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Wed August 22, 2007
Time is Running Out for Baldwin Estates
By Peter Biello
Wilmington, NC – It's a warm summer Friday evening and residents of Baldwin Estates Trailer Park are returning from work.
Park Manager Virginia Janelle waves at a passing truck as she walks along the dirt roads of the park. She says she's friendly with all the residents because she's fighting on their behalf. The town of Leland wants to levy daily fines of $50 per unit if the park doesn't hook up to the sewer system within 60 days.
Janelle says the park can't afford the fines or the sewer, which means it would have to close. She says park residents need two years to find new places to live.
"I think I did a pretty good job of outlining the reasons," she says. "What good would it do to delay the closing? What harm would it do to the town? Mr. Baldwin is willing to pay sewer fees based on water consumption of the park."
Janelle says it would give Guillermo Mendoza time to find a new home. A carpenter who moved to Leland from Charlotte for work, Mendoza says he moved into his trailer in March. Since then he's done $1000 worth of repairs, including new flooring in the kitchen. Now if the trailer park doesn't hook up to sewer lines within sixty days, he'll have to leave.
"I guess if they don't give me a choice I'll have to leave," he says, "but I hope they don't do that."
Leland Town Manager Bill Farris says Baldwin Estates should have known this was coming. In his town hall office, Farris pulls copies of letters sent to Baldwin Estates.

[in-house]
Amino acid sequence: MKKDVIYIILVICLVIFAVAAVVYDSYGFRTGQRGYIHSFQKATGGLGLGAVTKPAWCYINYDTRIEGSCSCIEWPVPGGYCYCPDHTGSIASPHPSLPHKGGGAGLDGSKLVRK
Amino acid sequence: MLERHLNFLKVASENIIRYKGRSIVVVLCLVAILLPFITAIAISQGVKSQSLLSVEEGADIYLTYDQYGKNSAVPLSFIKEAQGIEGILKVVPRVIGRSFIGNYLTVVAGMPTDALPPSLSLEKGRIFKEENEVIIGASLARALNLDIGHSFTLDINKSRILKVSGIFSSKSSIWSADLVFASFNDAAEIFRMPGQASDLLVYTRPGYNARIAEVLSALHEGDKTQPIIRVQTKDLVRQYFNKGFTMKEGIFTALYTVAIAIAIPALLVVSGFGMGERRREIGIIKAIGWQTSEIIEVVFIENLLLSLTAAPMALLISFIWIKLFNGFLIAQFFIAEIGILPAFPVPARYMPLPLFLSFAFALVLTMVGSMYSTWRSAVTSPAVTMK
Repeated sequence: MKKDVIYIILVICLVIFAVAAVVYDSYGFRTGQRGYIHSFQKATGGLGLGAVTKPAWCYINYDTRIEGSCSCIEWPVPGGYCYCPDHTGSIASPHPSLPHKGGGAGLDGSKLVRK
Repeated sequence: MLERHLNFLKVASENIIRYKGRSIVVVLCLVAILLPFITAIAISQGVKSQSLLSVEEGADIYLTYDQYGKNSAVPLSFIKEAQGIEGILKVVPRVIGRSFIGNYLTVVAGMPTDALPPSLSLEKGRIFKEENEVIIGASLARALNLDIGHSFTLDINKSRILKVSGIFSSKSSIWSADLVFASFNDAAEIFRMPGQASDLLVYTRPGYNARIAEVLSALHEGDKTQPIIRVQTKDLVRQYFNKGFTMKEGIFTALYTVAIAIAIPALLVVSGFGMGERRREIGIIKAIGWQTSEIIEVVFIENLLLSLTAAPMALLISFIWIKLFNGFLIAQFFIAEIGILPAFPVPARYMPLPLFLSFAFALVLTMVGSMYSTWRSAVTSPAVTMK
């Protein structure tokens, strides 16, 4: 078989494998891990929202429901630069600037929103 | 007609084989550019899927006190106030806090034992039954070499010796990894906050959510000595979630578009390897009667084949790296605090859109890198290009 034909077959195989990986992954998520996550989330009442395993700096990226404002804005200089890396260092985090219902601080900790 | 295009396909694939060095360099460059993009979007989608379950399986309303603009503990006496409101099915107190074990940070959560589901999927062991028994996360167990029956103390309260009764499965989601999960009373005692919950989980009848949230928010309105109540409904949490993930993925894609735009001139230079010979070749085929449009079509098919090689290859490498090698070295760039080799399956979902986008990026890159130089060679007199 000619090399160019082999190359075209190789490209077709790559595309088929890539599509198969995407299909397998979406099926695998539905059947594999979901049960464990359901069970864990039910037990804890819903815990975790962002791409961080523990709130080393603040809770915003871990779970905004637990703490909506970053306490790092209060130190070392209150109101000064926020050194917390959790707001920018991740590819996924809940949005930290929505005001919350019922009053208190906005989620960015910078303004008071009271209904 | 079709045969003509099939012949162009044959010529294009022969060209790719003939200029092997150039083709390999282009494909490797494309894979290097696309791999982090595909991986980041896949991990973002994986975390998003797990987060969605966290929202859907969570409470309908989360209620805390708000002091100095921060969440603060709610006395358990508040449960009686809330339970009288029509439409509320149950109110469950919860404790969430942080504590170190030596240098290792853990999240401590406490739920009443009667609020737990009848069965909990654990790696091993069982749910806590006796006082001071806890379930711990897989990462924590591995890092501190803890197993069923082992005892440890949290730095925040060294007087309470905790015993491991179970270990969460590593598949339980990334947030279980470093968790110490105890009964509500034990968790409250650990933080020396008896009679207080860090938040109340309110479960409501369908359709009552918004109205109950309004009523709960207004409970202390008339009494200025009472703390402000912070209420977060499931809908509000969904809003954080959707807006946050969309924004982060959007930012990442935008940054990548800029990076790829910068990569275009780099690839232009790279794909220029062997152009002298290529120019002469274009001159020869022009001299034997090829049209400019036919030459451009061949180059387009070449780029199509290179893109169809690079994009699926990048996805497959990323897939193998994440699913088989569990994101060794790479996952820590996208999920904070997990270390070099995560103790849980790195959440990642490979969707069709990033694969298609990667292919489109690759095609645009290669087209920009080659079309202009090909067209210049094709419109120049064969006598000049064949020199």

"They were notified in Feb 2005 that they were in violation of the mandatory sewer connection ordinance," he says. "In March of 2005 there's a letter in the file from Baldwin that says the mobile home park will be closed in two years."
Which means the mobile home park should have already closed.
"In February 2006 the county health department, which is in charge of septic tanks, notified them that they had septic tank malfunctions. There are photos of raw sewage on the ground."
Farris says in March 2007 the county health department informed them of additional septic tank malfunctions. That's when Mendoza began his lease.
"It may very well have been a surprise to the folks living there," he says. "It should not have been a surprise to the folks who owned the property."
Back at the Baldwin Estates office, Janelle says it is a surprise, because the former manager of the park had undiagnosed Alzheimer's disease and did not handle these problems appropriately.
"It wasn't diagnosed until last year. And as I told them, I really can't hold her responsible."
Janelle says because of the former manager's illness the town should make an exception and grant another two years of leeway. But underlying this whole issue is the possibility of compliance with the ordinance and why it was ruled out so quickly. Janelle says the park is old and Mr. Baldwin does not consider spending 100-thousand dollars on sewer a good investment.
"To get his money back out of that, he'd have to keep the park open like ten years or more," she says, "and mobile homes are not new. They're OK for now, you know. It's shelter for them, and it's a roof over their head. But you can't say we're going to keep this park open forever."
But Ricky Totherow, resident of Baldwin Estates, thought it would be open forever, or at least as long as he needed it to be. Totherow is a carpenter, 46 years old, and waiting for some good news, because right now, he sees no easy way out.
"There's no way I can move it, and if I could, I'd have to buy a piece of land to put it on, because the trailer is 8 years old," Totherow says. "It's hard, it's really hard. If I can't move my trailer, what am I going to do, sell it? Live out on the street?"
Totherow says his father lives nearby and could provide assistance if he really needed it, but at 46-years-old, Totherow says he's too proud to accept hand outs and wants to take care of himself.
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